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Science and Engineering Indicators 2004
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Chapter 4:
National R&D Trends

Federal R&D Performance and Funding

Technology Linkages: Contract R&D, Federal Technology Transfer, and R&D Collaboration
International R&D Trends and Comparisons
R&D Investments by Multinational Corporations

U.S. and International Research and Development: Funds and Technology Linkages

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National R&D Trends top of page
  • Research and development expenditures continued to grow in the United States, reaching an estimated $276 billion in 2002. But the rapid rate of growth of the late 1990s slowed considerably in 2001 and 2002. (More...)

  • Industry performed an estimated $194 billion of R&D in 2002, or 70 percent of the national total. Industry was also the largest source of R&D funding, paying for 65 percent of all R&D. Nearly all (98 percent) of these funds flowed to industry; the remainder financed R&D at universities, colleges, and nonprofit organizations. (More...)

  • In the industrial sector in 2001, computer and electronic products manufacturing performed 24 percent ($47 billion) of all industrial R&D and 17 percent of the nation's total R&D. The next largest industrial sector, transportation equipment, performed $26 billion in R&D in 2001. Nonmanufacturing industries associated with software and computer-related services performed between $24 and $25 billion of R&D in 2001. (More...)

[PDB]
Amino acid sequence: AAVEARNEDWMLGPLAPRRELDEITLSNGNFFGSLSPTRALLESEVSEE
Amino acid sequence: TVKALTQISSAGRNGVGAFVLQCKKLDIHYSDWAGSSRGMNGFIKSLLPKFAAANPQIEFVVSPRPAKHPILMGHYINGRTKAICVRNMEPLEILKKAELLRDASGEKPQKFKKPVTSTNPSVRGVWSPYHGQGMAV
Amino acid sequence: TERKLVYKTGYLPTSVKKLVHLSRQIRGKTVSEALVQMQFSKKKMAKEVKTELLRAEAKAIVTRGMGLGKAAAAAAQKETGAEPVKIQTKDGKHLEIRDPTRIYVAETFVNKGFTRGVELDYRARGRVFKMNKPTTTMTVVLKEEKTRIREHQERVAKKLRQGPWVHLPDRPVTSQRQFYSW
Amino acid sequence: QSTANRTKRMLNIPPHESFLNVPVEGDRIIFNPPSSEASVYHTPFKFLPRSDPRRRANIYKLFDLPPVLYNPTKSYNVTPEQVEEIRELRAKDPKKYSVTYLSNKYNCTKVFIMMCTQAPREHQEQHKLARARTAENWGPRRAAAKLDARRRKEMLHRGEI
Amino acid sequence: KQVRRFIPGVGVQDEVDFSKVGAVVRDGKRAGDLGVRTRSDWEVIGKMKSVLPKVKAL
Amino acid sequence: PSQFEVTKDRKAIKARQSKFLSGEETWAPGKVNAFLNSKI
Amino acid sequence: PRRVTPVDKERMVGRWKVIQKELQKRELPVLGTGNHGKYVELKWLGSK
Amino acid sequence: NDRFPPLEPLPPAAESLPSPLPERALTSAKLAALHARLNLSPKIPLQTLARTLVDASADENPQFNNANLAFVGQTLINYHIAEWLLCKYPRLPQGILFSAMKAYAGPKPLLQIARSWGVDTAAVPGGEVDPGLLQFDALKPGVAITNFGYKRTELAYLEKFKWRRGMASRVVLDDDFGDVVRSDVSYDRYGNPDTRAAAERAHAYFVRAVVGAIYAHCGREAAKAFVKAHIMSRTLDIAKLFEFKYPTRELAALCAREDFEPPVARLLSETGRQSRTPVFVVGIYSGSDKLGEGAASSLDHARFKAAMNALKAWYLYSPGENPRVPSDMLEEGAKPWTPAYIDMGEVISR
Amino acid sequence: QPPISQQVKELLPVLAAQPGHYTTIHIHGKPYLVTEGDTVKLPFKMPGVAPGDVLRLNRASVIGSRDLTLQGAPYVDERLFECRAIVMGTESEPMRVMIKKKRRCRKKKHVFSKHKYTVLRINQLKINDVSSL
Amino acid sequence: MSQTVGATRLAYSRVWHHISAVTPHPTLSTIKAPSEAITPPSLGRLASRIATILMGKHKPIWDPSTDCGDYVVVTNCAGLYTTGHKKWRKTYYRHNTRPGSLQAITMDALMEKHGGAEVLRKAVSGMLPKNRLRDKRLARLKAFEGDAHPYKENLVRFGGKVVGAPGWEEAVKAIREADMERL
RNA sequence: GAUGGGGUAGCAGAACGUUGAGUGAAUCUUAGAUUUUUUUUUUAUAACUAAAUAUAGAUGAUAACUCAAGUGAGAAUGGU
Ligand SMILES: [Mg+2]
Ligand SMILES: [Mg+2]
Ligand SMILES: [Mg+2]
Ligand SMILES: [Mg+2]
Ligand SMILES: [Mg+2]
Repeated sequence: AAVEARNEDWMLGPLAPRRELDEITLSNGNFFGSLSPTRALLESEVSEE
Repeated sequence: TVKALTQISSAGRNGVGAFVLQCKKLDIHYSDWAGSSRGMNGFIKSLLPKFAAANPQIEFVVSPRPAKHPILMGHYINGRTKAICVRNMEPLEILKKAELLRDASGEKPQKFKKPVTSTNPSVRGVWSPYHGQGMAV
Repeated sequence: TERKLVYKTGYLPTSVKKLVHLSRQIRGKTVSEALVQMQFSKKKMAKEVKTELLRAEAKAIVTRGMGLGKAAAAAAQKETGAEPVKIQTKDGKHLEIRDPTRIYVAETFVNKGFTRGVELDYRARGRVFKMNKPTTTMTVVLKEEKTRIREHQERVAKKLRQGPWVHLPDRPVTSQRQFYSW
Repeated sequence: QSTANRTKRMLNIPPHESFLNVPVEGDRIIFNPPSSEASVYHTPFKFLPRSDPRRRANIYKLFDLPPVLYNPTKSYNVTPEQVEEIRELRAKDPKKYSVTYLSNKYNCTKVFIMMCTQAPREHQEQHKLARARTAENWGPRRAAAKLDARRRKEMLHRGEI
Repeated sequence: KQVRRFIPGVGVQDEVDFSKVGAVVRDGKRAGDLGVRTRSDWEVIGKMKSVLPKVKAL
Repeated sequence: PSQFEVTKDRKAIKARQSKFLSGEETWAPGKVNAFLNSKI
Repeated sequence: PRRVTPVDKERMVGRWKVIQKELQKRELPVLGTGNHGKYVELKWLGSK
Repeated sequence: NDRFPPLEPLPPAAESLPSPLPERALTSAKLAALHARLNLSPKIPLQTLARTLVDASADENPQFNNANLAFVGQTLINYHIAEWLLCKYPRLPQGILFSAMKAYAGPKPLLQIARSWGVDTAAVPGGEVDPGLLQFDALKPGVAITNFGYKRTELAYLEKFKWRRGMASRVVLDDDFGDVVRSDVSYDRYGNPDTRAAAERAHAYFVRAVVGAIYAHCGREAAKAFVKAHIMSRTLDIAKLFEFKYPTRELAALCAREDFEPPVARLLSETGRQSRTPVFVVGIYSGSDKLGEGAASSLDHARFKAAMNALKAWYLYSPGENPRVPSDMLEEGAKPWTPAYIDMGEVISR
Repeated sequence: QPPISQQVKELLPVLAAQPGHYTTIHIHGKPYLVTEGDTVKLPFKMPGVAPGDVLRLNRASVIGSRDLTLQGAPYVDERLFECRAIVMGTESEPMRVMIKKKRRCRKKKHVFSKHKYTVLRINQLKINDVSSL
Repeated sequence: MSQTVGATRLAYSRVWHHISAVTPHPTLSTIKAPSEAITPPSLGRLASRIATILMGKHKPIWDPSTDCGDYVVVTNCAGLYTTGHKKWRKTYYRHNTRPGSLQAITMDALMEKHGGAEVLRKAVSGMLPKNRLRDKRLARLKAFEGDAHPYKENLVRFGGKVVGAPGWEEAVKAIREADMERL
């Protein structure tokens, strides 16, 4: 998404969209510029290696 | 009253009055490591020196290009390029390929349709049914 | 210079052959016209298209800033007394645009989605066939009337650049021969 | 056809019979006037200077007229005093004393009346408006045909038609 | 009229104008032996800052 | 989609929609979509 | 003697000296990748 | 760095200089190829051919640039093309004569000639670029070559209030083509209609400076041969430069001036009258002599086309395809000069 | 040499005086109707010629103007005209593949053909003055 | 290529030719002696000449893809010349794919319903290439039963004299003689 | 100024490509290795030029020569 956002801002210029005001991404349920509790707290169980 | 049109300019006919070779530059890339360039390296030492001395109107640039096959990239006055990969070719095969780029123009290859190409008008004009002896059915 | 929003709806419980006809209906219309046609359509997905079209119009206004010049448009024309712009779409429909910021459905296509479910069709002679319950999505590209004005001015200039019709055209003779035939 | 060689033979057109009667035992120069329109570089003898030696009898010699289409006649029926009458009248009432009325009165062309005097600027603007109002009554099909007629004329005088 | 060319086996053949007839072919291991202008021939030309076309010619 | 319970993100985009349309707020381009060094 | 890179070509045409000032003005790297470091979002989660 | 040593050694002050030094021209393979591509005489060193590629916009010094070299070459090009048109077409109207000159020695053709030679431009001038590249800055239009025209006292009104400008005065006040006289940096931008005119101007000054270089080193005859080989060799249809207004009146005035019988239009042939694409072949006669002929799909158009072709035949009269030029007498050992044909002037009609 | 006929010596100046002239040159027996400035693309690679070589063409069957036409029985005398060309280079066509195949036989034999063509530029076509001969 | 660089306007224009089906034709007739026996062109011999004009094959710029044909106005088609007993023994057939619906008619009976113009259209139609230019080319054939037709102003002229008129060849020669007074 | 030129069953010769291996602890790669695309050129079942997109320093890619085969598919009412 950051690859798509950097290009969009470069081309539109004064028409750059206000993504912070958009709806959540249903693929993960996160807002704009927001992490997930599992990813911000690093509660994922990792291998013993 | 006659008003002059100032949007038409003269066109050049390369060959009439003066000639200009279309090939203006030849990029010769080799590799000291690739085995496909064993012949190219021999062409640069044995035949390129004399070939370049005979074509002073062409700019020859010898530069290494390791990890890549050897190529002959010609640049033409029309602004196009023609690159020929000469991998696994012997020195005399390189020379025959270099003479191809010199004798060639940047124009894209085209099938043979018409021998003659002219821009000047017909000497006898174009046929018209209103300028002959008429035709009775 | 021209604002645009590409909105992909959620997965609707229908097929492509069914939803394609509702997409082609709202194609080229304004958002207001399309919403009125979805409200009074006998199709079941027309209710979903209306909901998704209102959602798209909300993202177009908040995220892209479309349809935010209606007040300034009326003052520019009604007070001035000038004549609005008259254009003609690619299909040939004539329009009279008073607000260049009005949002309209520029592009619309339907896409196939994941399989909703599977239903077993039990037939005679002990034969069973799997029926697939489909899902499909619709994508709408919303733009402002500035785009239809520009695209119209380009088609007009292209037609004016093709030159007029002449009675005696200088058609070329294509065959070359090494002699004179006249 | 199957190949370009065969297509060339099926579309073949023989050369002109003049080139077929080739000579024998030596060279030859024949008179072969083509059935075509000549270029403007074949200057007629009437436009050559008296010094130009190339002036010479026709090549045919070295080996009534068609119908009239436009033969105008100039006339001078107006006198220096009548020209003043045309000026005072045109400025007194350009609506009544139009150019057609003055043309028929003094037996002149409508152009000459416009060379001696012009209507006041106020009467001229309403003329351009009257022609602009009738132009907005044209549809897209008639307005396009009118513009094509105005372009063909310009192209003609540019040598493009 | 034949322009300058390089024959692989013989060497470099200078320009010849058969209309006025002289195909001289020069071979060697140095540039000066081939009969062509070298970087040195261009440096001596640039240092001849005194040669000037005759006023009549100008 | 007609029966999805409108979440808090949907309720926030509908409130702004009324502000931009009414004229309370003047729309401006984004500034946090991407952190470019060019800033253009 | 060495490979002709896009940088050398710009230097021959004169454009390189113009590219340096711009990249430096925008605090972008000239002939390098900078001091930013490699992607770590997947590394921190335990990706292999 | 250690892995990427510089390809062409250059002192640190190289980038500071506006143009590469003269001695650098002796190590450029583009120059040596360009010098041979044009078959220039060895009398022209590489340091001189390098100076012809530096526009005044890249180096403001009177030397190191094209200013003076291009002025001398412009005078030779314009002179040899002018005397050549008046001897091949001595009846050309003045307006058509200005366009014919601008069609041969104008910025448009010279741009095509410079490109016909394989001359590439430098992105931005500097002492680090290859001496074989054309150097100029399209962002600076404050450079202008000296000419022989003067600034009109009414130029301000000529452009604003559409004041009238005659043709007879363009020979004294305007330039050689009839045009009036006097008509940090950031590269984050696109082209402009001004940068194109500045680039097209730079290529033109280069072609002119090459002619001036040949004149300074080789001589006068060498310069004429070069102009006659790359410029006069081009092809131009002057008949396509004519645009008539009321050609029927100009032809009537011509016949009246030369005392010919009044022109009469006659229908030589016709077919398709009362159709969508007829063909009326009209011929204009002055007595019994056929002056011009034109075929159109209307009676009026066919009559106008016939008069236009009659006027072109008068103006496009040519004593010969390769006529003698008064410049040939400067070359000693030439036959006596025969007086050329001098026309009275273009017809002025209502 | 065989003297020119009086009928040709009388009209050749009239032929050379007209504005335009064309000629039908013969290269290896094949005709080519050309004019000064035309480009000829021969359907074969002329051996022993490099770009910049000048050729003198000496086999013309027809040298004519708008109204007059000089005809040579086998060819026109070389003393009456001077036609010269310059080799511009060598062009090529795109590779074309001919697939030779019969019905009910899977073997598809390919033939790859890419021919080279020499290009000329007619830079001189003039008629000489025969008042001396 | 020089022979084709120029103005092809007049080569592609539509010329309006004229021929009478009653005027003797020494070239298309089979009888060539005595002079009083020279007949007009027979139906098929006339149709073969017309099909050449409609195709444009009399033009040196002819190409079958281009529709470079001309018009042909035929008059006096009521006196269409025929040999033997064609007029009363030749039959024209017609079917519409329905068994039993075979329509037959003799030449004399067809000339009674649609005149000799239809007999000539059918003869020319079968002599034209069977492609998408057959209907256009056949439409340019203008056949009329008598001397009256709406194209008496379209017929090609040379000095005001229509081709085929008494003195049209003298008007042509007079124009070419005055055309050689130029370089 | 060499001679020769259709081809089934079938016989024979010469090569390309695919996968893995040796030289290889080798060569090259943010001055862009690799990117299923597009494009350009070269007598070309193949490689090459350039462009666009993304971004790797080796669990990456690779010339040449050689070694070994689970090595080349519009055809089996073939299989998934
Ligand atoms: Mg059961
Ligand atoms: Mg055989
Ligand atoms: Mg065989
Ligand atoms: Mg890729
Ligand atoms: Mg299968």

• Universities and colleges performed an estimated $36 billion of R&D in 2002, or 13 percent of the national total. However, universities and colleges performed the majority (54 percent) of all basic research. (More...)

  • In 2000 California had the highest level of R&D expenditures among all states, $55 billion. However, the ratio of R&D to gross state product was highest in Michigan at 5.8 percent compared with 4.1 percent in California. (More...)
Federal R&D Performance and Support top of page
  • Federal R&D support, in absolute terms, expanded from $66 billion to an estimated $78 billion between 2000 and 2002. This growth increased the Federal R&D support share of total U.S. R&D from 25 to 28 percent. In contrast, Federal laboratories and federally funded research and development centers performed only 12 percent of U.S. R&D in 2002. (More...)

  • In fiscal year 2003 the Department of Defense (DOD) is expected to obligate the most funds among Federal agencies for R&D support—$45 billion, or 46 percent of all Federal R&D obligations. The Department of Health and Human Services (HHS) is expected to obligate the second largest amount in R&D support ($28 billion), followed by the National Aeronautics and Space Administration ($9 billion), the Department of Energy (DOE) ($8 billion), and the National Science Foundation ($3 billion). (More...)